Winter Driving Tips
- Always drive according to the weather conditions
- Give yourself time and space - arriving safely should be your aim
- Remember, your vehicle and road safety are ultimately your responsibility
- Clean the windscreen and all windows of frost and ice
- Don't set off until the heater has de-misted the inside glass
- Add a low temperature screen wash to the washer bottle
- Carry a de-icer spray in the vehicle. Stop (in a safe place) and use it if necessary.
- Allow for slower speeds - it can take up to 10 times longer to stop in icy conditions than on a dry road
- Allow for possible hold-ups due to accidents
- Allow for possible single lane traffic on dual carriageways due to snow
- Keep a longer gap than normal between you and the vehicle in front. Much longer when there is ice or snow on the road
- Brake and accelerate more gently on wet, snowy or icy surfaces
- Use dipped headlights in mist, fog, falling snow or heavy rain
- Do not use front or rear fog lights unless visibility is seriously reduced as they dazzle other road users and can obscure your brake lights. You must switch them off when visibility improves
- On icy, snowy or slushy roads use the highest gear possible to avoid wheel spin. When you need to brake, get into a low gear earlier than normal and allow your speed to fall. Use the brake pedal gently
- If you get into a skid, ease off the accelerator to slow down - do not brake suddenly
- Winter sun can dazzle you so keep a pair of sunglasses handy.
- If your journey is absolutely necessary - if it isn't, don't go! Listen to local and national weather forecasts and travel information
- All lights, indicators and wipers are clean and working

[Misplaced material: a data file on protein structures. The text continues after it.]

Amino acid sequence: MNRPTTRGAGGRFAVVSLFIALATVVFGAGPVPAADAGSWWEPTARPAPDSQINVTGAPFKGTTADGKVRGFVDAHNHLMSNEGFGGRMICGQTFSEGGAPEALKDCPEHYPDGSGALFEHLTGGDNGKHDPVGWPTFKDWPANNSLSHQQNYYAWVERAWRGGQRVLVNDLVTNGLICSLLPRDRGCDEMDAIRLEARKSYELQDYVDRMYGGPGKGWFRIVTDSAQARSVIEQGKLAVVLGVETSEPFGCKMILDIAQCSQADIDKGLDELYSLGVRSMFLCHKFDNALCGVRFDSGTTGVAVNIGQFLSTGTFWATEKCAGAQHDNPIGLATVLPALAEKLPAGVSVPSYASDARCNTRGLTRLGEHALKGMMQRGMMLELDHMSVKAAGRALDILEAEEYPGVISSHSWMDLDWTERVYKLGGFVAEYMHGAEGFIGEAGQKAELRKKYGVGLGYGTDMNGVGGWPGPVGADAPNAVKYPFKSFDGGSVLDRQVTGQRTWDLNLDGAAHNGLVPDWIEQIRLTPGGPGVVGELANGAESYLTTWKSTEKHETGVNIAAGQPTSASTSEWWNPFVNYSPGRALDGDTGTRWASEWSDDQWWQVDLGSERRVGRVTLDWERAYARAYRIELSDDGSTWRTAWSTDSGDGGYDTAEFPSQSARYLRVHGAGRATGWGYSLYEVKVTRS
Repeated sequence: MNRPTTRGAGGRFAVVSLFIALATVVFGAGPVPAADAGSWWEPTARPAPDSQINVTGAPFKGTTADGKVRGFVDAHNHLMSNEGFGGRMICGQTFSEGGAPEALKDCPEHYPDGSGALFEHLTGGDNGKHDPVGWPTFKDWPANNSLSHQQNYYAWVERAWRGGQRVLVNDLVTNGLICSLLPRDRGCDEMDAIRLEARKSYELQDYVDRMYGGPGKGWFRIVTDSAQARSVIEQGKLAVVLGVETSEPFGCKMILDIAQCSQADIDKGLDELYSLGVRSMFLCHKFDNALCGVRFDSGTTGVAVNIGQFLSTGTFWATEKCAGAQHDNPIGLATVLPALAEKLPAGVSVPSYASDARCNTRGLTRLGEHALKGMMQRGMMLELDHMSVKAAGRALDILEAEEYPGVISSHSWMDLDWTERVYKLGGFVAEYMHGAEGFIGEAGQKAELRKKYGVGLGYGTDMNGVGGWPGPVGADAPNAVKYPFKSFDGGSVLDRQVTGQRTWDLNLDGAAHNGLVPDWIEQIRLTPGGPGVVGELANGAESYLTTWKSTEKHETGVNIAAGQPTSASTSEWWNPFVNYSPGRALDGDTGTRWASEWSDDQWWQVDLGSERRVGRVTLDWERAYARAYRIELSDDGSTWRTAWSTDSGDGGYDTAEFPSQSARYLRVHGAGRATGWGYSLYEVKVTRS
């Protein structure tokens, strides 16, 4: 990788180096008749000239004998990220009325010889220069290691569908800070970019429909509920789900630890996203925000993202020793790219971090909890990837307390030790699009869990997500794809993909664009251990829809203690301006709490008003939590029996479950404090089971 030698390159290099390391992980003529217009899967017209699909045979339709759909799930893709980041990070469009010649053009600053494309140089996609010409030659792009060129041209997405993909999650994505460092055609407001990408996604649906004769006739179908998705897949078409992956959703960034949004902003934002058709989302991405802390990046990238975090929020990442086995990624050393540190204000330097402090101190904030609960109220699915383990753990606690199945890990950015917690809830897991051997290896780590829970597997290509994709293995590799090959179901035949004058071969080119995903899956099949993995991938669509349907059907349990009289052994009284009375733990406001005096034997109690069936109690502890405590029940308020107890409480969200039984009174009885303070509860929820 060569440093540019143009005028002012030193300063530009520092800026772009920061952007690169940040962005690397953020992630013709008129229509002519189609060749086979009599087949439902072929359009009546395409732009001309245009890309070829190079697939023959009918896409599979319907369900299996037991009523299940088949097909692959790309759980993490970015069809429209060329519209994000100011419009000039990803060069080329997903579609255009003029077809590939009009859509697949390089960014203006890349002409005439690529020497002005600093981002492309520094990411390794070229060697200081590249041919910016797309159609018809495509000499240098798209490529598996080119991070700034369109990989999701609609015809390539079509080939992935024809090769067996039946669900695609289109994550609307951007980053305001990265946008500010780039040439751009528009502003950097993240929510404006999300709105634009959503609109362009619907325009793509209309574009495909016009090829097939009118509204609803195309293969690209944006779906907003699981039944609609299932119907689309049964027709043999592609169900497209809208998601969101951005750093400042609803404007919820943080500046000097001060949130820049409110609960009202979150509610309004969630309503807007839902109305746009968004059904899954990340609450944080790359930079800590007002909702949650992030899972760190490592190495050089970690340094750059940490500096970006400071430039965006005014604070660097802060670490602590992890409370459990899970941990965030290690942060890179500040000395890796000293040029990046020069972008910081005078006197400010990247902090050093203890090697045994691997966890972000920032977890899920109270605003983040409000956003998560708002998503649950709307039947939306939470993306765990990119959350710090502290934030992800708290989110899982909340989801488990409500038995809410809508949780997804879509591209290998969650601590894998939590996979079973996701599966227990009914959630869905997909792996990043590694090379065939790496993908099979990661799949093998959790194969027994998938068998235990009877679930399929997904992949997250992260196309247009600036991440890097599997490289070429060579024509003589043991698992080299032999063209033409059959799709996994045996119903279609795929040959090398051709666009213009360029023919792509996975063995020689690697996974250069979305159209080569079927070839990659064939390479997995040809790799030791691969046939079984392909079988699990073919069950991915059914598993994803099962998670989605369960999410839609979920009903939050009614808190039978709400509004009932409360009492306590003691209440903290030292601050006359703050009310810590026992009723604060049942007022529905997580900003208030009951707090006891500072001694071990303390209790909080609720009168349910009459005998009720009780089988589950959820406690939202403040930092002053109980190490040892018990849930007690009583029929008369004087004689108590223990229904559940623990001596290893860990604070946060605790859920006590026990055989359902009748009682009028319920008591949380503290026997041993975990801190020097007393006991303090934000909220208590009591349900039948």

- That all tyres have a good tread depth (legal minimum is 1.6mm but it is recommended that tyres are changed when they reach 3mm) and are at the correct pressure
- The battery is in good condition and fully charged (most winter breakdowns are electrical)
- There is anti-freeze in the radiator and an additive in the windscreen washer bottles.
- Give yourself plenty of time to prepare your vehicle before setting off
- Driving in adverse conditions can be extremely tiring so be prepared to take extra breaks during your journey
- Ensure you have 'outside' clothing, a torch and in snowy conditions, a shovel, with you in case you have to get out of your vehicle
- Watch out for vulnerable road users - you share responsibility for their safety
- Tell someone at your destination what time you expect to arrive.
Driving in fog
- Drive very slowly with dipped headlights
- Use fog lights if visibility is seriously reduced but remember to switch them off when visibility improves
- Don't hang on to the tail lights of the vehicle in front as this can give you a false sense of security
- Don't speed up suddenly even if the it looks like it is clearing - you could find yourself suddenly back in thick fog.
Driving in flood conditions
- Drive slowly in first gear but keep the engine speed high by slipping the clutch to prevent stalling
- Avoid driving near the kerb where the water is usually deepest
- Don't attempt to cross if the water seems too deep
- Remember to test your brakes when you are through the flood before you drive at normal speed.
In case of trouble
If you have a mobile phone, do not use it while driving. Stop somewhere safe or ask a passenger to make the call for you. Using your mobile phone while driving (hands-free or not) makes you four times as likely to have a crash.
On a motorway, it is best to use a roadside emergency telephone as the breakdown and emergency services will be able to locate you easily. If you have to use a mobile, make sure you know your location using the numbers on the marker posts on the side of the hard shoulder.
Abandoned vehicles could cause problems for rescue vehicles or snowploughs. To ensure that the road is cleared as quickly as possible, stay with your vehicle until help arrives.
If you have to leave your vehicle to get help, make sure you can be seen by other drivers.
Winter Maintenance Vehicles
Drivers of Council vehicles salting and snowploughing the highways take all possible precautions to protect the safety of other road users.
Salting vehicles are extremely powerful and travel at around 35mph - aim to keep a safe distance behind them and don't be tempted to overtake.
Take particular care of irregular accumulations of snow caused by snowploughing. Don't be tempted to overtake snowploughs by squeezing into partially cleared lanes.
For more safer driving tips visit the following websites: